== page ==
I'm a sucker for pretty, shiny things.  If you'd asked me half-a-dozen years ago, before my diagnosis, if that could include medical IDs, I'd have probably laughed in your face. But today, alas, a medical ID bracelet is a permanent fixture on my left wrist.

I started out in 2003 with a very simple, silver-beaded version from LifeJewelry, and then later upgraded to a sparklier version with crystal beads from Beadin' Beagle. A few years after that, I was fortunate to be offered a Tiffany's-style sliver-link armband with heart charm from HAH Originals, which I continue to love, but does sometimes feel a bit too "dangly" and gets in the way when I'm typing, cooking, testing glucose, etc.

This summer at the Children with Diabetes (CWD) Conference, I happened by the expo booth from Lauren's Hope, well-known for their vast collection of "some of the cutest Medical ID bracelets out there." I couldn't agree more. My feet would not continue past their booth until I had poked and prodded and tried on 8 or 10 different bracelets. I could have bought everything at that darn table!  At some point, I knew I wasn't going to move on unless I allowed myself to "indulge," but could simply not make up my mind which design to choose.

Full disclosure: the kind folks at Lauren's Hope did offer me a discount. But I still spent over $100 on 3 (yes, you read right, THREE) different bracelet designs. The idea is that you purchase a single ID plate engraved with your medical info, and then a variety of different "bracelet strands" can be worn with it, as they all are adorned with clasps at each end ... "so that you can choose the medical alert bracelet to match your outfit." They SO had me at that line.

Although for me it's often even more about my mood than my outfit per se. When I'm feeling "sporty," I often don this model:

"Elegant" days get this:

And this "flower power" version is my go-to essential. It's what originally "called me over" to their booth in the first place:

When my new collection initially arrived in the mail, I have to admit I was a tad disappointed. The ID tag seemed awfully big for my "mini-mouse" wrist, yet I was told they come in one size only. My gosh, what about kids? I thought. Wouldn't these face plates be gi-normous for them? I emailed my contact at the company, and this is what she wrote back:

"Our theory behind the size is based on keeping our clients protected. Unfortunately, some patients have multiple conditions, allergies, etc. that would need to be known if an emergency situation occurred. The tag we have designed can accommodate up 5 lines of engraving with 20 characters per line, giving ample room for a large amount of readable information. I wish that we did have a smaller size to offer you. If it helps, I have noticed over time that my medical ID tag is really quite comfortable (and I'm pretty tiny like you) and I don't even realize I have a medical bracelet on."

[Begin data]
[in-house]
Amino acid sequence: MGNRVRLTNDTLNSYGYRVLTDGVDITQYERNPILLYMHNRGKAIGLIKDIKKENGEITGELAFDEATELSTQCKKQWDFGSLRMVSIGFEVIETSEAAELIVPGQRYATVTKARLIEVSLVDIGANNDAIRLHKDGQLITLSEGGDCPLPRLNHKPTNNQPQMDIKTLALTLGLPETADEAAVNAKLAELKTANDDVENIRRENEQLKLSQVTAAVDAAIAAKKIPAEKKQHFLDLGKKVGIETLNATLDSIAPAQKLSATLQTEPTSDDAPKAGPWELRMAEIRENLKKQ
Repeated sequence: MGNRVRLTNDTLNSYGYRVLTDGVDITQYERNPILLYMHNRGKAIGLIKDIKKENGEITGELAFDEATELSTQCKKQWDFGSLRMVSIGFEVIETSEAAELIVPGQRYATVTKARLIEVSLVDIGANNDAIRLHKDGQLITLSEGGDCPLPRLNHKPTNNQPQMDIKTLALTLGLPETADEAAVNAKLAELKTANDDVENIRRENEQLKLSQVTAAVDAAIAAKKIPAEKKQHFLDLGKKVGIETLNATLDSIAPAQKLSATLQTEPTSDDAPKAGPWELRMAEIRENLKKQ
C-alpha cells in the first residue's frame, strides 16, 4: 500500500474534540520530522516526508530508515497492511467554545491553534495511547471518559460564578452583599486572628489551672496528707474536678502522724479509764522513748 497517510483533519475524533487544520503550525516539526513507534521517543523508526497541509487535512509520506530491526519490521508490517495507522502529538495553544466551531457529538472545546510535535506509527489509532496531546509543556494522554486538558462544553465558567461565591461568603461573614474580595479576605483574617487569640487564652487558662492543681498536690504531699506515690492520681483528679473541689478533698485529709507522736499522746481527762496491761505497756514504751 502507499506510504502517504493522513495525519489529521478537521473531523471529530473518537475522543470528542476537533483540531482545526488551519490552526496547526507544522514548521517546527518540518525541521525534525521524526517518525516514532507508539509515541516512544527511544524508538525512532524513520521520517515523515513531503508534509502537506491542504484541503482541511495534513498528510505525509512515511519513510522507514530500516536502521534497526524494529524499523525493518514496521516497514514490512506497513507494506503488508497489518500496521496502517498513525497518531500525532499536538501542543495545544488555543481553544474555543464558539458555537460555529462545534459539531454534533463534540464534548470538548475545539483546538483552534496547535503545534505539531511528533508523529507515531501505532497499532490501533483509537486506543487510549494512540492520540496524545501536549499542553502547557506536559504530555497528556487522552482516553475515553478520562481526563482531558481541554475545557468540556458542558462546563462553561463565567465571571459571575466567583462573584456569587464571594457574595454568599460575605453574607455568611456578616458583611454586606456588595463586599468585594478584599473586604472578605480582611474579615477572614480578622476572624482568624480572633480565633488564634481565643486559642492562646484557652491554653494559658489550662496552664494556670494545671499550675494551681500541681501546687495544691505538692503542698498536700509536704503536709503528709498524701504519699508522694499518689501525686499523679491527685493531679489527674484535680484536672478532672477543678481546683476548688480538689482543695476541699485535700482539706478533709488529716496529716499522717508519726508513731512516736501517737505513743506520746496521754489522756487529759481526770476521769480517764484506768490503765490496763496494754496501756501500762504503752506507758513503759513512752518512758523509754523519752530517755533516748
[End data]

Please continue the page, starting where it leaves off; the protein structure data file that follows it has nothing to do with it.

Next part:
Thankfully, she was right about adjusting to the larger plate size. The bracelets are certainly comfortable, although aesthetically I'd still prefer if the plate were a tad smaller.  I love the interchangeability though! The only real design flaw to my mind is that these models are nearly impossible to get on yourself. Because the tag plate is so large, the clasp can only click onto it when held at a backward angle. I found myself nearly standing on my head most mornings trying to get the darn thing clasped. So now it's become a family ritual that somebody helps me clip my ID bracelet on over their cereal every morning.

More proof that you have to suffer to be beautiful? Perhaps. But I want to thank Lauren's Hope for helping us "Chronic Babes" to feel beautiful even as we suffer our various illnesses.


Editor's Note: It seems that the Lauren's Hope blog runs a Friday Free Stuff campaign — all you have to do is subscribe to their blog and leave a comment each week for a chance to win. And no, I was not specifically asked to "plug" this company in any way. I just happen to be a fan.

Disclaimer: Content created by the Diabetes Mine team. For more details click here.


This content is created for Diabetes Mine, a consumer health blog focused on the diabetes community. The content is not medically reviewed and doesn't adhere to Healthline's editorial guidelines. For more information about Healthline's partnership with Diabetes Mine, please click here.